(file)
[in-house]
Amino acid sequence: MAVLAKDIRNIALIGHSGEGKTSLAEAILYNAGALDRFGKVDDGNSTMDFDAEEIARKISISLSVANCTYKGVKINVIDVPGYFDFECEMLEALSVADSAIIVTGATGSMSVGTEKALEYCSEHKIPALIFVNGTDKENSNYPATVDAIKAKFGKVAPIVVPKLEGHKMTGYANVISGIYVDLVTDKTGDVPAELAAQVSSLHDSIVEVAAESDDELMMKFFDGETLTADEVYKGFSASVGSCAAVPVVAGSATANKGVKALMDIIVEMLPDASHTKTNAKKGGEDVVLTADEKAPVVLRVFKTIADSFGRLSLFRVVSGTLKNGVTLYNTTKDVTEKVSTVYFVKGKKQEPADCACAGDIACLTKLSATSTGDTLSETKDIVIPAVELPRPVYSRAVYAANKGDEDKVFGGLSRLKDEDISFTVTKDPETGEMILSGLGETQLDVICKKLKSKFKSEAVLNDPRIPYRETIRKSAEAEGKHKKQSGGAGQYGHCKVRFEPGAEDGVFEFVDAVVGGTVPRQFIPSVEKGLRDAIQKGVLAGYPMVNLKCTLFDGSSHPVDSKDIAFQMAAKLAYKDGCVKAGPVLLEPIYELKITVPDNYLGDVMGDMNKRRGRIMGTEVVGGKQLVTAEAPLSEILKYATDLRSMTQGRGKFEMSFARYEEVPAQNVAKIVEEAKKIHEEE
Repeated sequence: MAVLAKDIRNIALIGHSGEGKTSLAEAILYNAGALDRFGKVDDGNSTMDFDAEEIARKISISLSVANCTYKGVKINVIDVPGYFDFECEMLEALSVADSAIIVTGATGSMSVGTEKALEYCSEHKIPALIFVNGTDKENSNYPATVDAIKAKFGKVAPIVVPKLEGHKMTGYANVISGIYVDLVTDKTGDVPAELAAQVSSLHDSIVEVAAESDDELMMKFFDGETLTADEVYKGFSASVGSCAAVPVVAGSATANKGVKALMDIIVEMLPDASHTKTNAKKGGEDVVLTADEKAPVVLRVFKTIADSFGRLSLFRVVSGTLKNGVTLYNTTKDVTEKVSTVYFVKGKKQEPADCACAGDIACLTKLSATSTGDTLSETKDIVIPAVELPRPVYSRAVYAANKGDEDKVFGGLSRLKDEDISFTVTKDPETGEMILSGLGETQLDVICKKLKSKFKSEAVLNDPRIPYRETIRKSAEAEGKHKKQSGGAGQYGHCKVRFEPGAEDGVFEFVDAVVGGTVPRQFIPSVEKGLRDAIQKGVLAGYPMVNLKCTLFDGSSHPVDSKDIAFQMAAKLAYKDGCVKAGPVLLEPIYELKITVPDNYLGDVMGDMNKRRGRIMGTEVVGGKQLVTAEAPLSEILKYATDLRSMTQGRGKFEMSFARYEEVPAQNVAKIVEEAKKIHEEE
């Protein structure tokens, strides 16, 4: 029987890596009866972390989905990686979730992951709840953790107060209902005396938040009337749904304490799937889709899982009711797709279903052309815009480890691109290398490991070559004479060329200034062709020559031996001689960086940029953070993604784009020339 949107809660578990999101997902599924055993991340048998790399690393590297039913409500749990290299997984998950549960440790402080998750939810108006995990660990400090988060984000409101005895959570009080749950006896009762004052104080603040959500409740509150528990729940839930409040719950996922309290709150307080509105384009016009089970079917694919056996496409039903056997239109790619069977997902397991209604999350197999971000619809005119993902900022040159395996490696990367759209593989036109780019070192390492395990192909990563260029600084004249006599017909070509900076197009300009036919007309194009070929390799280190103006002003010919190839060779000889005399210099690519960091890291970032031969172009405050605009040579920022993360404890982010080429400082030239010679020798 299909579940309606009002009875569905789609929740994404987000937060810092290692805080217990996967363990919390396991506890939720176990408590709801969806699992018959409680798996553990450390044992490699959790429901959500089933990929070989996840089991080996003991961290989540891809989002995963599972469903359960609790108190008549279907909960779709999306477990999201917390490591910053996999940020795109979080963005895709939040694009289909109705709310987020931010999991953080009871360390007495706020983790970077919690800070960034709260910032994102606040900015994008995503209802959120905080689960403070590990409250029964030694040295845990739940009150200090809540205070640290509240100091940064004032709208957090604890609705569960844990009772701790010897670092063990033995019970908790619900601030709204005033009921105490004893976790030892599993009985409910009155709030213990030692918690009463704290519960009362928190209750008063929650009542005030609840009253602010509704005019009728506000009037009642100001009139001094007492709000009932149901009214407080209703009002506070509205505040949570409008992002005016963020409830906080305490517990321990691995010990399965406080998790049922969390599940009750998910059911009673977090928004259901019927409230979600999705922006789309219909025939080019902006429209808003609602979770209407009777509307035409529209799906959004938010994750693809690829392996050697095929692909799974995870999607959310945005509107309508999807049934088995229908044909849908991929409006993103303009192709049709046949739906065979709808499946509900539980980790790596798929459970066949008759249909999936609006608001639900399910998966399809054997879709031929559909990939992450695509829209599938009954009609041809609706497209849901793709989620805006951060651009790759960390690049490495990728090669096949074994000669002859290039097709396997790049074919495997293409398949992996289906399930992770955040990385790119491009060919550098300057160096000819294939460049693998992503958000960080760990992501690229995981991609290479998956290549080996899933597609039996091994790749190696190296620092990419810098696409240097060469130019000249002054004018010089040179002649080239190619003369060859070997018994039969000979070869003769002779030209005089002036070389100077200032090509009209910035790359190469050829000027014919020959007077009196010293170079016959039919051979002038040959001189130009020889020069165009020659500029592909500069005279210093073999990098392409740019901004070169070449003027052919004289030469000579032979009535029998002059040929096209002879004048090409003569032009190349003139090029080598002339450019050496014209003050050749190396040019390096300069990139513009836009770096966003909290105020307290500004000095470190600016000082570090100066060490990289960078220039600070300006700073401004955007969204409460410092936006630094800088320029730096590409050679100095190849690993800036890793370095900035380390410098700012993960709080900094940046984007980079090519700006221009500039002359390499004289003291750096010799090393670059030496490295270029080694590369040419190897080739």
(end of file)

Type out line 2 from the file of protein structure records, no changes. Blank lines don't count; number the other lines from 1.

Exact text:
Amino acid sequence: MAVLAKDIRNIALIGHSGEGKTSLAEAILYNAGALDRFGKVDDGNSTMDFDAEEIARKISISLSVANCTYKGVKINVIDVPGYFDFECEMLEALSVADSAIIVTGATGSMSVGTEKALEYCSEHKIPALIFVNGTDKENSNYPATVDAIKAKFGKVAPIVVPKLEGHKMTGYANVISGIYVDLVTDKTGDVPAELAAQVSSLHDSIVEVAAESDDELMMKFFDGETLTADEVYKGFSASVGSCAAVPVVAGSATANKGVKALMDIIVEMLPDASHTKTNAKKGGEDVVLTADEKAPVVLRVFKTIADSFGRLSLFRVVSGTLKNGVTLYNTTKDVTEKVSTVYFVKGKKQEPADCACAGDIACLTKLSATSTGDTLSETKDIVIPAVELPRPVYSRAVYAANKGDEDKVFGGLSRLKDEDISFTVTKDPETGEMILSGLGETQLDVICKKLKSKFKSEAVLNDPRIPYRETIRKSAEAEGKHKKQSGGAGQYGHCKVRFEPGAEDGVFEFVDAVVGGTVPRQFIPSVEKGLRDAIQKGVLAGYPMVNLKCTLFDGSSHPVDSKDIAFQMAAKLAYKDGCVKAGPVLLEPIYELKITVPDNYLGDVMGDMNKRRGRIMGTEVVGGKQLVTAEAPLSEILKYATDLRSMTQGRGKFEMSFARYEEVPAQNVAKIVEEAKKIHEEE